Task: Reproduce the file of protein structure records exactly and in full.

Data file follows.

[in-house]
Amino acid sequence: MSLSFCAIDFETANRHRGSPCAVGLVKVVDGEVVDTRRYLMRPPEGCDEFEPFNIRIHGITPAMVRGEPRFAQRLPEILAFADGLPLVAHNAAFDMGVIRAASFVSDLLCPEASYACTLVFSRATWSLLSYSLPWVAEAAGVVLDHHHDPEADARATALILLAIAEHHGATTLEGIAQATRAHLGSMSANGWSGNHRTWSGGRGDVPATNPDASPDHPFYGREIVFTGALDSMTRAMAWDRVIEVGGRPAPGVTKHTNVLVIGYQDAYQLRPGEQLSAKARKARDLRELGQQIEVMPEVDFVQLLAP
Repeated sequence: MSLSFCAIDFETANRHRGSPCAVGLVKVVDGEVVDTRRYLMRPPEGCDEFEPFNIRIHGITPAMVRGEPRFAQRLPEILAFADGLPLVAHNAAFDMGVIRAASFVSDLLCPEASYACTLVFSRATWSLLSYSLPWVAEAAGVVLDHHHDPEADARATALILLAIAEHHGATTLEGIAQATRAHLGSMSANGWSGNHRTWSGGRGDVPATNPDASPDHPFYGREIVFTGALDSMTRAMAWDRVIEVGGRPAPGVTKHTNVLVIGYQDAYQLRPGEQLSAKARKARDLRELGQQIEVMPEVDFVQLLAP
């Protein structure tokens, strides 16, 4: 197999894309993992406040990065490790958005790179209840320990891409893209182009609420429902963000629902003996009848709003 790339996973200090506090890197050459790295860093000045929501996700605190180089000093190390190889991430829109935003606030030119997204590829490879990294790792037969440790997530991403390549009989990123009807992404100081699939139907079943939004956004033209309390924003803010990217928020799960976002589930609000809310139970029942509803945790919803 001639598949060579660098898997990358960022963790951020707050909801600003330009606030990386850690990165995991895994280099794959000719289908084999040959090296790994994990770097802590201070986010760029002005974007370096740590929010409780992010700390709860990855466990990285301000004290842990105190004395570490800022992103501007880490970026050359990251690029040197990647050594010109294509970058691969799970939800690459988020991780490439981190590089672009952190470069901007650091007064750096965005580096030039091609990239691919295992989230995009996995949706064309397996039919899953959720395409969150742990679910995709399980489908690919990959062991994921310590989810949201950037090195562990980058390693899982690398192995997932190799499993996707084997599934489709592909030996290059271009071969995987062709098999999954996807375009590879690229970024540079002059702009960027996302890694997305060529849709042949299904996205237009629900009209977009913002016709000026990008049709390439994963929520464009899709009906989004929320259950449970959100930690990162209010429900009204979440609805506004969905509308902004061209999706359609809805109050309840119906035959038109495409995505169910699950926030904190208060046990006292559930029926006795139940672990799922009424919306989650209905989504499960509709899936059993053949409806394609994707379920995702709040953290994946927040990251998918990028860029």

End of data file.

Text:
[in-house]
Amino acid sequence: MSLSFCAIDFETANRHRGSPCAVGLVKVVDGEVVDTRRYLMRPPEGCDEFEPFNIRIHGITPAMVRGEPRFAQRLPEILAFADGLPLVAHNAAFDMGVIRAASFVSDLLCPEASYACTLVFSRATWSLLSYSLPWVAEAAGVVLDHHHDPEADARATALILLAIAEHHGATTLEGIAQATRAHLGSMSANGWSGNHRTWSGGRGDVPATNPDASPDHPFYGREIVFTGALDSMTRAMAWDRVIEVGGRPAPGVTKHTNVLVIGYQDAYQLRPGEQLSAKARKARDLRELGQQIEVMPEVDFVQLLAP
Repeated sequence: MSLSFCAIDFETANRHRGSPCAVGLVKVVDGEVVDTRRYLMRPPEGCDEFEPFNIRIHGITPAMVRGEPRFAQRLPEILAFADGLPLVAHNAAFDMGVIRAASFVSDLLCPEASYACTLVFSRATWSLLSYSLPWVAEAAGVVLDHHHDPEADARATALILLAIAEHHGATTLEGIAQATRAHLGSMSANGWSGNHRTWSGGRGDVPATNPDASPDHPFYGREIVFTGALDSMTRAMAWDRVIEVGGRPAPGVTKHTNVLVIGYQDAYQLRPGEQLSAKARKARDLRELGQQIEVMPEVDFVQLLAP
């Protein structure tokens, strides 16, 4: 197999894309993992406040990065490790958005790179209840320990891409893209182009609420429902963000629902003996009848709003 790339996973200090506090890197050459790295860093000045929501996700605190180089000093190390190889991430829109935003606030030119997204590829490879990294790792037969440790997530991403390549009989990123009807992404100081699939139907079943939004956004033209309390924003803010990217928020799960976002589930609000809310139970029942509803945790919803 001639598949060579660098898997990358960022963790951020707050909801600003330009606030990386850690990165995991895994280099794959000719289908084999040959090296790994994990770097802590201070986010760029002005974007370096740590929010409780992010700390709860990855466990990285301000004290842990105190004395570490800022992103501007880490970026050359990251690029040197990647050594010109294509970058691969799970939800690459988020991780490439981190590089672009952190470069901007650091007064750096965005580096030039091609990239691919295992989230995009996995949706064309397996039919899953959720395409969150742990679910995709399980489908690919990959062991994921310590989810949201950037090195562990980058390693899982690398192995997932190799499993996707084997599934489709592909030996290059271009071969995987062709098999999954996807375009590879690229970024540079002059702009960027996302890694997305060529849709042949299904996205237009629900009209977009913002016709000026990008049709390439994963929520464009899709009906989004929320259950449970959100930690990162209010429900009204979440609805506004969905509308902004061209999706359609809805109050309840119906035959038109495409995505169910699950926030904190208060046990006292559930029926006795139940672990799922009424919306989650209905989504499960509709899936059993053949409806394609994707379920995702709040953290994946927040990251998918990028860029």